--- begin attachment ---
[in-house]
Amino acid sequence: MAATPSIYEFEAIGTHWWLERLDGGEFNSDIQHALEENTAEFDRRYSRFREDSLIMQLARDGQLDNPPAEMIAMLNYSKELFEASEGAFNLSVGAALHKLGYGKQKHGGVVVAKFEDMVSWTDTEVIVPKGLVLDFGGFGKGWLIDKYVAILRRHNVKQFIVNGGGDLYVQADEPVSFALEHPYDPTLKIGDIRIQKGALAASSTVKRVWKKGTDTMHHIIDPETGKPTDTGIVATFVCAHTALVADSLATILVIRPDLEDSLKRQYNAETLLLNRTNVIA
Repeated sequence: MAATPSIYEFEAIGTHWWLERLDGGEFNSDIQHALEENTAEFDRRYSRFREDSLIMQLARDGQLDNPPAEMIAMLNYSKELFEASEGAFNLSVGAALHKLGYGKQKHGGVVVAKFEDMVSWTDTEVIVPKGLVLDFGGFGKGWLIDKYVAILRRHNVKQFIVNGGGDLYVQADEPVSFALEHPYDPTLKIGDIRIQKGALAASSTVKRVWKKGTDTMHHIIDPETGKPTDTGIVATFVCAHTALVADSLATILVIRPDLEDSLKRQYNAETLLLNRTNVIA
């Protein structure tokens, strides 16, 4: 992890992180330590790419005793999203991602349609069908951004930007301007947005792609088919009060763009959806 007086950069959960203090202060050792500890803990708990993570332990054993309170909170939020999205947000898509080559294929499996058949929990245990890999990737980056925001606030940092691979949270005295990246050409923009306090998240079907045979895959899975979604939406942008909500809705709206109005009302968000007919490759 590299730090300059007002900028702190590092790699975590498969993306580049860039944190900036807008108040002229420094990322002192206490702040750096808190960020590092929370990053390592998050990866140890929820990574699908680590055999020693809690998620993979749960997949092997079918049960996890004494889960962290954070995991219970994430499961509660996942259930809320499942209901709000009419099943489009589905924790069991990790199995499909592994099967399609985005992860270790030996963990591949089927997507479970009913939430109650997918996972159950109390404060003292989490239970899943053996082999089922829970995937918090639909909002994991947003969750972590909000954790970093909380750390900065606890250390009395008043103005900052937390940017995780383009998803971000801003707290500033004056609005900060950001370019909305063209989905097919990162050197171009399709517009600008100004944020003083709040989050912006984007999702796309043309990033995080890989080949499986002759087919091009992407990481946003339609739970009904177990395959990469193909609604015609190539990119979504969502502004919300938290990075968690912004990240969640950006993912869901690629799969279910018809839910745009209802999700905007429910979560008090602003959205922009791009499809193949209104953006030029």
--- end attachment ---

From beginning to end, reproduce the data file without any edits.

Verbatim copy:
[in-house]
Amino acid sequence: MAATPSIYEFEAIGTHWWLERLDGGEFNSDIQHALEENTAEFDRRYSRFREDSLIMQLARDGQLDNPPAEMIAMLNYSKELFEASEGAFNLSVGAALHKLGYGKQKHGGVVVAKFEDMVSWTDTEVIVPKGLVLDFGGFGKGWLIDKYVAILRRHNVKQFIVNGGGDLYVQADEPVSFALEHPYDPTLKIGDIRIQKGALAASSTVKRVWKKGTDTMHHIIDPETGKPTDTGIVATFVCAHTALVADSLATILVIRPDLEDSLKRQYNAETLLLNRTNVIA
Repeated sequence: MAATPSIYEFEAIGTHWWLERLDGGEFNSDIQHALEENTAEFDRRYSRFREDSLIMQLARDGQLDNPPAEMIAMLNYSKELFEASEGAFNLSVGAALHKLGYGKQKHGGVVVAKFEDMVSWTDTEVIVPKGLVLDFGGFGKGWLIDKYVAILRRHNVKQFIVNGGGDLYVQADEPVSFALEHPYDPTLKIGDIRIQKGALAASSTVKRVWKKGTDTMHHIIDPETGKPTDTGIVATFVCAHTALVADSLATILVIRPDLEDSLKRQYNAETLLLNRTNVIA
């Protein structure tokens, strides 16, 4: 992890992180330590790419005793999203991602349609069908951004930007301007947005792609088919009060763009959806 007086950069959960203090202060050792500890803990708990993570332990054993309170909170939020999205947000898509080559294929499996058949929990245990890999990737980056925001606030940092691979949270005295990246050409923009306090998240079907045979895959899975979604939406942008909500809705709206109005009302968000007919490759 590299730090300059007002900028702190590092790699975590498969993306580049860039944190900036807008108040002229420094990322002192206490702040750096808190960020590092929370990053390592998050990866140890929820990574699908680590055999020693809690998620993979749960997949092997079918049960996890004494889960962290954070995991219970994430499961509660996942259930809320499942209901709000009419099943489009589905924790069991990790199995499909592994099967399609985005992860270790030996963990591949089927997507479970009913939430109650997918996972159950109390404060003292989490239970899943053996082999089922829970995937918090639909909002994991947003969750972590909000954790970093909380750390900065606890250390009395008043103005900052937390940017995780383009998803971000801003707290500033004056609005900060950001370019909305063209989905097919990162050197171009399709517009600008100004944020003083709040989050912006984007999702796309043309990033995080890989080949499986002759087919091009992407990481946003339609739970009904177990395959990469193909609604015609190539990119979504969502502004919300938290990075968690912004990240969640950006993912869901690629799969279910018809839910745009209802999700905007429910979560008090602003959205922009791009499809193949209104953006030029």